Benchmarking under Vista isn't a straightforward task when Vista's three new technologies: ReadyDrive, ReadyBoost and SuperFetch and Intel's Turbo Memory come into play. We do not enable ReadyBoost for our tests (this uses a fast USB flash drive or other removable memory card for a potential speed boost) and the Vaio doesn't have an Intel Turbo Boost memory card (internal flash memory using in a somewhat similar way to Ready Boost, though that's a gross oversimplification). But Vista has SuperFetch which attempts to see which applications you (and Windows) use most often and keep them in memory. SuperFetch can take a week to figure things out, and of course a synthetic benchmark test doesn't make use of these most often used apps and data, so it's not much help there. The Vaio does have ReadyDrive, but again Vista looks at applications and DLLs used primarily at boot and resume from hibernation mode, and these won't necessarily be the same apps and data used by the benchmarking application (the simulated Windows load time test in PCMark might accurately replicate Windows booting). Flash memory used on a hybrid hard drive will have incredibly fast (~ 1ms) access times but slower than hard disk write times, thus it will not do well in current synthetic benchmarks on write times and the fast access time helps only for data in the NV cache. We're going into this deeply because you'll note that the overall PCMark score from the day 1 test was dragged down quite a bit by the slow HDD benchmark number, thus not giving a true reading of the SZ650's real world performance.
Sony Vaio size comparison: 15" FS620, SZ650 and 11" TX850.
But wait, things get more interesting and complicated. Running the same test 6 days later, after Windows and the drive's firmware had time to optimize the NV cache, our hard drive benchmark went up by 1,000 points!
We also ran HD Tune 2.53 on the drive, and you can see the results screen here. This hard drive benchmark test had some problems with the hybrid drive numbers since it rated the drive at a max burst rate of 43.8MB/sec with an average rate of 27.7MB/sec but it came up with a burst rate of only 17.4MB/sec (the burst rate should always be higher than the max transfer rate, generally significantly higher). So take these results with a grain of salt. HD Tune showed an average access time of 16.8ms which also doesn't sound right as we'd expect this number to be much lower given flash memory's fast access times (lower numbers are better for access times).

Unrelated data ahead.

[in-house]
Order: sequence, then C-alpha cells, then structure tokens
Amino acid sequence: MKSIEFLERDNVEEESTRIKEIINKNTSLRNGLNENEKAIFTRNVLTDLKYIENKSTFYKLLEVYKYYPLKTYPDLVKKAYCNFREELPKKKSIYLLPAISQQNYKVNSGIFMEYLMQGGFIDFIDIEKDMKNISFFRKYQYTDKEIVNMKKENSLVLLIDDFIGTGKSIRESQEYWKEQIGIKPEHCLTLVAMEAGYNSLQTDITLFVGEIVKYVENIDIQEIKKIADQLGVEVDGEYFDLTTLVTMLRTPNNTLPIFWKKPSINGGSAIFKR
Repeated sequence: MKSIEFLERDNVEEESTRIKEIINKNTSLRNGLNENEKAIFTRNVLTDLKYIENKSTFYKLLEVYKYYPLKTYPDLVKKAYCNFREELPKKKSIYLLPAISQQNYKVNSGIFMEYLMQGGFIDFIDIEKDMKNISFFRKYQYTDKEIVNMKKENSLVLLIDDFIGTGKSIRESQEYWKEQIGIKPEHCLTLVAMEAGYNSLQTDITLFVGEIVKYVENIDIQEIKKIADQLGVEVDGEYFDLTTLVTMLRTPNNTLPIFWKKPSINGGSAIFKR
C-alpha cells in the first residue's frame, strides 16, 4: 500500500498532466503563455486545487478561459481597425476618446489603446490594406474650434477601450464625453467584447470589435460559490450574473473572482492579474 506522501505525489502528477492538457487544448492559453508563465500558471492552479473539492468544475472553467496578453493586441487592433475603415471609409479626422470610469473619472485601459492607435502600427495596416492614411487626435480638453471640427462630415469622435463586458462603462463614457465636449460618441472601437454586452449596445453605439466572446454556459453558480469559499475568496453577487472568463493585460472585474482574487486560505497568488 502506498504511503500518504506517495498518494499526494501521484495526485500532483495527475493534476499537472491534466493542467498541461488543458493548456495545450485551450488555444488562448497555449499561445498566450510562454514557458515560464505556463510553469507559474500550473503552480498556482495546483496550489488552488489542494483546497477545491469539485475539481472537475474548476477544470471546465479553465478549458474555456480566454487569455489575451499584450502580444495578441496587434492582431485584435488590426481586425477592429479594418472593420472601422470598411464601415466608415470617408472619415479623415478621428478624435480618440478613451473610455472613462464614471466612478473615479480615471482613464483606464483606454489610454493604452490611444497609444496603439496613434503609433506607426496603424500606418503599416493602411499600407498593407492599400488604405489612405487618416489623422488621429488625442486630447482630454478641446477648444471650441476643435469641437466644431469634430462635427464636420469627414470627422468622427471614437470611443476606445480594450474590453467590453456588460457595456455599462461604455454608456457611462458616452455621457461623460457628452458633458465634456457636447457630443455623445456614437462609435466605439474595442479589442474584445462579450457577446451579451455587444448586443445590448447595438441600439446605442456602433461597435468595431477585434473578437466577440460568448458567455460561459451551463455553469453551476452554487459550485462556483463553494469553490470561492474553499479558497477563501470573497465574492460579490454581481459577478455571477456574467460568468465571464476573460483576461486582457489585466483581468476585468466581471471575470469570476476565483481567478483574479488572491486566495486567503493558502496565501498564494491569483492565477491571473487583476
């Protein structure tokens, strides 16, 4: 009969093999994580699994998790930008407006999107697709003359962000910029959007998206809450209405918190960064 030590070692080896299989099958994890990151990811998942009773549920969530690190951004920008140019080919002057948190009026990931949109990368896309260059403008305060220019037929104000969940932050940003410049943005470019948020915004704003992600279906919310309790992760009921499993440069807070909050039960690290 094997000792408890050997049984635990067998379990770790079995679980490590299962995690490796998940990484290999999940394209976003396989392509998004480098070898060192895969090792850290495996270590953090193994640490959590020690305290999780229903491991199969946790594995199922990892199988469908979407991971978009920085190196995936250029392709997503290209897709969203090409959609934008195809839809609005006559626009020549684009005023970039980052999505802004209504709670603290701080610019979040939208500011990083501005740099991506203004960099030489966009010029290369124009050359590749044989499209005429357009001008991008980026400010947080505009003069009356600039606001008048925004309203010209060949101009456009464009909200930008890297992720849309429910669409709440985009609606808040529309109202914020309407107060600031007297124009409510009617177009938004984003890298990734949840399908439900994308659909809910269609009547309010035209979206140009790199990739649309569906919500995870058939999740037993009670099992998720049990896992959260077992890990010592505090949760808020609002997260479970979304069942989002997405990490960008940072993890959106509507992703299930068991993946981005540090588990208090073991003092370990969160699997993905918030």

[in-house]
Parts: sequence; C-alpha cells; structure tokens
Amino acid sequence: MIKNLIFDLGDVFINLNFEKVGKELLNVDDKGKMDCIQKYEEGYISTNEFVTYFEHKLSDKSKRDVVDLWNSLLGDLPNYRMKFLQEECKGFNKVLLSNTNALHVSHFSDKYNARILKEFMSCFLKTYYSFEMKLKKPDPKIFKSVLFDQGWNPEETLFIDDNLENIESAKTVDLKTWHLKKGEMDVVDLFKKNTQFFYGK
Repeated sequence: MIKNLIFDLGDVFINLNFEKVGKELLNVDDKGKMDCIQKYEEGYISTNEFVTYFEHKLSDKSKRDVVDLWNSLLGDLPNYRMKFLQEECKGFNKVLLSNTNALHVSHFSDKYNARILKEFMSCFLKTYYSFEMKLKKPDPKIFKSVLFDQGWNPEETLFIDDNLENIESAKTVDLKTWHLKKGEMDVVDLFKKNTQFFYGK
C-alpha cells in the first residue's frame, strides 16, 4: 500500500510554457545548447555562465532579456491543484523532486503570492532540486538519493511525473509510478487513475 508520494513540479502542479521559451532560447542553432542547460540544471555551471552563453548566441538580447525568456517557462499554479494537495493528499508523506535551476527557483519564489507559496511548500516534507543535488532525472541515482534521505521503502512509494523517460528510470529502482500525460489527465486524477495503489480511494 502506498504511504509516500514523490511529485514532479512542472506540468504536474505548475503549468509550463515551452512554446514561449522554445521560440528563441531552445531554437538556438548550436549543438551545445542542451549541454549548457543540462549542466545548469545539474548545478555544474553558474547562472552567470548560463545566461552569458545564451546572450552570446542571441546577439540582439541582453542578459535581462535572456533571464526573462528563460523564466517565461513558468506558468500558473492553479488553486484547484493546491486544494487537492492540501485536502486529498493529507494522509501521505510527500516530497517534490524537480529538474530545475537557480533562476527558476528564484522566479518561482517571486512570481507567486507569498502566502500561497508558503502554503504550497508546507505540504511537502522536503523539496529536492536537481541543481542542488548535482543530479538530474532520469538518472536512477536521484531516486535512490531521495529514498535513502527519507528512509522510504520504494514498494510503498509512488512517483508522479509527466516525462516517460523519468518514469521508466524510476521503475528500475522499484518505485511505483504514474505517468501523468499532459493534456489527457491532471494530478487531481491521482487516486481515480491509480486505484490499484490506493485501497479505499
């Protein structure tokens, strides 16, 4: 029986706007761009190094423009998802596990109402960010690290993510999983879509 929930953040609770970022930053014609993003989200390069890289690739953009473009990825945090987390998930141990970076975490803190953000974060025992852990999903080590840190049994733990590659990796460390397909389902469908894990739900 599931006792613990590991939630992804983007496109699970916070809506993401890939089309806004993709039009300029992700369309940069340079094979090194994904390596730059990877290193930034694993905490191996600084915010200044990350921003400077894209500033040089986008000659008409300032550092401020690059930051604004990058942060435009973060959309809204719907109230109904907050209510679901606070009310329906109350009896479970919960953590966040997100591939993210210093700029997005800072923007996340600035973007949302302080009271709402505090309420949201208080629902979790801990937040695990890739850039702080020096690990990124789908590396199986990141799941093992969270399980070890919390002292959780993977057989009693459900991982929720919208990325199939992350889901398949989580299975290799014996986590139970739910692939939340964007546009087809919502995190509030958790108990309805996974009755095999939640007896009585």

The Vista Experience Score for the hard drive was a very good 4.8 (beating all other conventional SATA notebook drives we've tested under Vista), which leads us to believe Windows knows how to use the NV Cache much better than do the benchmarks.
Stamina setting test 1 (max battery life setting):
Intel Intel X3100 integrated graphics
PC Marks: 3675
Stamina setting test 2 (max performance power setting):
Intel X3100 integrated graphics
PC Marks: 3715
Day 1 test, Speed setting (max performance power setting with NVidia turned on):
PC Marks: 4844
Day 6 test, Speed setting (max performance power setting with NVidia turned on):
PC Marks: 4844
Vista Experience Score (plugged in with Nvidia on and Vaio Optimized power setting):
Aero graphics: 3.5
Gaming graphics: 4.8
Hard disk: 4.8
Because we use notebooks in a variety of settings: plugged and set to high performance for gaming or video editing, traveling on the plane with power savings in mind and traveling or working far away from an outlet when we need the longest possible runtimes from the battery, we tested three scenarios (and repeated the 3rd test a week later to see how much the NV cache and Vista might have improved tests over time). The results above are slowest to fastest, and most aggressive power management to all-out speed. We were impressed by 1) how well the new Intel X3100 integrated graphics chip performed, 2) how poorly the H-HDD does on synthetic benchmarks, 3) clearly power saving modes affect only the processor, FSB and RAM, 4) What a difference 6 days made in the HDD test. The Intel X3100 doesn't go into a low performance power savings state and the drive transfer time was actually a bit faster (OS using NV Cache to save power?).
Display, Multimedia and Gaming
The Sony SZ650's 13" 1280 x 800 white LED backlit XBrite LCD is hard to beat. It's razor-sharp, very color saturated and has deep blacks. Sony's XBrite technology has been around for several years and it's a glossy display that has an anti-glare coating. Indeed it has quite a bit less glare than our HP Pavilion dv9000's glossy display. The backlighting is indeed very white: the Vaio's whites look pure white compared to cream-colored on my 30" Apple Cinema Display (a non-LED backlit display that's otherwise top notch when it comes to sharpness, brightness and color saturation/accuracy). The display is painfully bright at the highest two brightness settings and our unit had no light leakage whatsoever.
The SZ6 carriers on the novel tradition of offers two graphics cards inside so you can switch between Intel integrated graphics and the NVidia dedicated graphics card with discrete memory. New for the SZ6 are updated graphics: the Intel solution is the new X3100 which is part of the Santa Rosa chipset; and the NVidia has moved up to the 8400M GS. To switch between these use the Speed/Stamina slider switch above the keyboard. Stamina= Intel integrated graphics which uses less power for longer runtimes and Speed= NVidia for faster graphics performance (handy when gaming). A reboot is required for the switch to take effect.